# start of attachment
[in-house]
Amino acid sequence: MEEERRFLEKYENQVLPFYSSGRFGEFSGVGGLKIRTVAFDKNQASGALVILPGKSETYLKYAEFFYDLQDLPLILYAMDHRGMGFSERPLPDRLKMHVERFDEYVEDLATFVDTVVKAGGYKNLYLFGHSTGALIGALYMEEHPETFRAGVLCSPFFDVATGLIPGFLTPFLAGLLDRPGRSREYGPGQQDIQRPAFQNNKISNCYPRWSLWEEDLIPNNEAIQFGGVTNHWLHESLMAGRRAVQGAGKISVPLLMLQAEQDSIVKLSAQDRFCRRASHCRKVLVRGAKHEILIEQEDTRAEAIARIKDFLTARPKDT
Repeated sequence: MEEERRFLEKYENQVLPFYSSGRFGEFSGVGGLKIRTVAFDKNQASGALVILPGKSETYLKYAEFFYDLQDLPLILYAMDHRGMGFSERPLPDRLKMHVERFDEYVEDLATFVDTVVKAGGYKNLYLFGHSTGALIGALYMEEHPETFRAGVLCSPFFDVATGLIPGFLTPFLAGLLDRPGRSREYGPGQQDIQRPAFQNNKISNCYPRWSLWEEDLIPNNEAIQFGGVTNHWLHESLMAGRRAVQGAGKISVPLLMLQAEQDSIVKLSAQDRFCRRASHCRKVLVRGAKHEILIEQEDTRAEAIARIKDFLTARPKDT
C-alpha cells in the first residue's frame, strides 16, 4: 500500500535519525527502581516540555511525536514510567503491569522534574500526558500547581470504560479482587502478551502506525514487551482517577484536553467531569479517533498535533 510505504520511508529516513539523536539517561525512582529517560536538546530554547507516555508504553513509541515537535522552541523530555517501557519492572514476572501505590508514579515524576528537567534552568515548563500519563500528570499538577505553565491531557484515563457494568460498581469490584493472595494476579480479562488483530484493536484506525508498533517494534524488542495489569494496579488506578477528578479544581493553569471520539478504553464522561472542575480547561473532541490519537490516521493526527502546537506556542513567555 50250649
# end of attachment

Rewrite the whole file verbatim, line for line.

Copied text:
[in-house]
Amino acid sequence: MEEERRFLEKYENQVLPFYSSGRFGEFSGVGGLKIRTVAFDKNQASGALVILPGKSETYLKYAEFFYDLQDLPLILYAMDHRGMGFSERPLPDRLKMHVERFDEYVEDLATFVDTVVKAGGYKNLYLFGHSTGALIGALYMEEHPETFRAGVLCSPFFDVATGLIPGFLTPFLAGLLDRPGRSREYGPGQQDIQRPAFQNNKISNCYPRWSLWEEDLIPNNEAIQFGGVTNHWLHESLMAGRRAVQGAGKISVPLLMLQAEQDSIVKLSAQDRFCRRASHCRKVLVRGAKHEILIEQEDTRAEAIARIKDFLTARPKDT
Repeated sequence: MEEERRFLEKYENQVLPFYSSGRFGEFSGVGGLKIRTVAFDKNQASGALVILPGKSETYLKYAEFFYDLQDLPLILYAMDHRGMGFSERPLPDRLKMHVERFDEYVEDLATFVDTVVKAGGYKNLYLFGHSTGALIGALYMEEHPETFRAGVLCSPFFDVATGLIPGFLTPFLAGLLDRPGRSREYGPGQQDIQRPAFQNNKISNCYPRWSLWEEDLIPNNEAIQFGGVTNHWLHESLMAGRRAVQGAGKISVPLLMLQAEQDSIVKLSAQDRFCRRASHCRKVLVRGAKHEILIEQEDTRAEAIARIKDFLTARPKDT
C-alpha cells in the first residue's frame, strides 16, 4: 500500500535519525527502581516540555511525536514510567503491569522534574500526558500547581470504560479482587502478551502506525514487551482517577484536553467531569479517533498535533 510505504520511508529516513539523536539517561525512582529517560536538546530554547507516555508504553513509541515537535522552541523530555517501557519492572514476572501505590508514579515524576528537567534552568515548563500519563500528570499538577505553565491531557484515563457494568460498581469490584493472595494476579480479562488483530484493536484506525508498533517494534524488542495489569494496579488506578477528578479544581493553569471520539478504553464522561472542575480547561473532541490519537490516521493526527502546537506556542513567555 50250649